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Oral epithelial dysplasia and aphthous ulceration in a patient with ulcerative colitis: a case report
BMC Oral Health volume 23, Article number: 143 (2023)
Ulcerative colitis is a chronic inflammatory disease with apparent extraintestinal manifestations, including in the oral cavity. Oral epithelial dysplasia, an exclusive histopathological diagnosis that is used to predict malignant transformation, has never been reported with ulcerative colitis. Herein, we report a case with ulcerative colitis that was diagnosed via extraintestinal manifestations of oral epithelial dysplasia and aphthous ulceration.
A 52-year-old male suffering from ulcerative colitis came to our hospital complaining of pain on his tongue with a history of 1 week. Clinical examination revealed multiple painful oval ulcers on the ventral surfaces of the tongue. Histopathological examination indicated ulcerative lesion and mild dysplasia in the adjacent epithelium. Direct immunofluorescence demonstrated negative staining along the junction of the epithelium and lamina propria. Immunohistochemical staining with Ki-67, p16, p53 and podoplanin was used to rule out the reactive cellular atypia to inflammation and ulceration of the mucosa. A diagnosis of aphthous ulceration and oral epithelial dysplasia was made. The patient was treated with mouthwash (composed of lidocaine, gentamicin and dexamethasone) and triamcinolone acetonide oral ointment. Oral ulceration healed after one week of treatment. At the 12-month follow-up, minor scarring was observed on the right ventral surface of the tongue, and the patient felt no discomfort in the oral mucosa.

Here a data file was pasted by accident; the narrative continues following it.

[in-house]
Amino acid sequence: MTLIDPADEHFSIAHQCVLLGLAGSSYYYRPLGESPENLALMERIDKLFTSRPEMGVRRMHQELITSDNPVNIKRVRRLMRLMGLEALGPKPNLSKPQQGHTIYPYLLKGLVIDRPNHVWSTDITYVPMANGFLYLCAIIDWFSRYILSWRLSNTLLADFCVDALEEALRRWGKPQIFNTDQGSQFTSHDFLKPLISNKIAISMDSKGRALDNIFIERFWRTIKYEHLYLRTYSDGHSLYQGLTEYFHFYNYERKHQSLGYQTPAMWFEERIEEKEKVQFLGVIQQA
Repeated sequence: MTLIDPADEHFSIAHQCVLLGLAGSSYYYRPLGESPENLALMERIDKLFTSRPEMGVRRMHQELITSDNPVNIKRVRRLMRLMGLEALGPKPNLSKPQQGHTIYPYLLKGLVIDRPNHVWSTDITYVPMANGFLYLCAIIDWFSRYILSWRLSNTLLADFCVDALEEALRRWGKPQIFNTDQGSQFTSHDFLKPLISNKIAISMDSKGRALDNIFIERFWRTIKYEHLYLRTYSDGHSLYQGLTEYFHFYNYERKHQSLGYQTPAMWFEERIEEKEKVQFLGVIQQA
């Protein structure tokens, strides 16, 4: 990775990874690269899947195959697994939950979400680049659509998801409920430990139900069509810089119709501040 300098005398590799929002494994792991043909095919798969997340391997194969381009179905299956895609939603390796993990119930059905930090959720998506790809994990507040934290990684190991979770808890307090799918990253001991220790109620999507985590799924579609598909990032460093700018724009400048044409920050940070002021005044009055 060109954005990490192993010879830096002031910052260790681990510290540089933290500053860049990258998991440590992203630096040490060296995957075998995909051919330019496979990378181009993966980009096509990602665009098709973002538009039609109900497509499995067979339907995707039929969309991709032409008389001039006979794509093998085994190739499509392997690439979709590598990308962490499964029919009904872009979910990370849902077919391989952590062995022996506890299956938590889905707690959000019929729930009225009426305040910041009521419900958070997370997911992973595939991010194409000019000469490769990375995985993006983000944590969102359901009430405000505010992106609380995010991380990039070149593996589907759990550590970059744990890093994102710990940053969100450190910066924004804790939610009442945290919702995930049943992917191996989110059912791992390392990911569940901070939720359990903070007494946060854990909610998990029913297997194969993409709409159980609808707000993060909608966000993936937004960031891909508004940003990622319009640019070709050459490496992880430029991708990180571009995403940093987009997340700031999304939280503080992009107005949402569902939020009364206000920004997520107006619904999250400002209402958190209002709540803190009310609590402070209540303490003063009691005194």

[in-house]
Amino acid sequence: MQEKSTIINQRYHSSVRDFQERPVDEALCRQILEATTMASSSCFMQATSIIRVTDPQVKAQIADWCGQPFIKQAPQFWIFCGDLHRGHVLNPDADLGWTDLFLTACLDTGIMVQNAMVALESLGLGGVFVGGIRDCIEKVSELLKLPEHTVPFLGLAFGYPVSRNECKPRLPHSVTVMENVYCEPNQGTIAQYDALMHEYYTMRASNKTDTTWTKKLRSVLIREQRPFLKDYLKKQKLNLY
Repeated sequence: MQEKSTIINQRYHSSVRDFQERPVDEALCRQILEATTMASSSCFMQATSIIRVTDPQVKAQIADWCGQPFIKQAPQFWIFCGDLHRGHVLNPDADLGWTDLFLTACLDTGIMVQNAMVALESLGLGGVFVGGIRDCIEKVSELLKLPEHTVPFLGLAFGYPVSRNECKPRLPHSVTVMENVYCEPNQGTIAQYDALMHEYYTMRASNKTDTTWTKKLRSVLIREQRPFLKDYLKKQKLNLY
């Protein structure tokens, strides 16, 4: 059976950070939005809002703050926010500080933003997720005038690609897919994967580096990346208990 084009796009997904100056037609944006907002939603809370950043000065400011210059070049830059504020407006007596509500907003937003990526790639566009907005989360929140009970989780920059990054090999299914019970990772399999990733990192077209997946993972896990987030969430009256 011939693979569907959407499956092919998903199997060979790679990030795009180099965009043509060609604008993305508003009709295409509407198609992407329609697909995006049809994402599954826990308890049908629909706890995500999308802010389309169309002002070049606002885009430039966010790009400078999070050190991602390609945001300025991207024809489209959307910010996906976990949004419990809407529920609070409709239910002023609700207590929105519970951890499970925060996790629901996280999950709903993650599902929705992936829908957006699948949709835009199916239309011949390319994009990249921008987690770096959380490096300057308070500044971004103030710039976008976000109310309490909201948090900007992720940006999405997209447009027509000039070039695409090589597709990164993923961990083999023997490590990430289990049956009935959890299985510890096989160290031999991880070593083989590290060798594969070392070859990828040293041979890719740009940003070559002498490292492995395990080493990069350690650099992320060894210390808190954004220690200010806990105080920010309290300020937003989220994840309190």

Oral epithelial dysplasia might also occur in patients with ulcerative colitis despite the low incidence, which should broaden the understanding of oral manifestations of ulcerative colitis.
Ulcerative colitis (UC) is a chronic inflammatory disease with obscure etiology . The hallmark symptom of the disease is bloody diarrhea . Although UC primarily involves the bowel, extraintestinal manifestations of the disease are often apparent. Oral signs of UC include specific pyostomatitis vegetans and non-specific aphthous ulceration, angular cheilitis, gingivitis and periodontitis [2, 3]. The most common oral manifestation is aphthous ulceration, which is benign and occurs in 20% of patients with UC .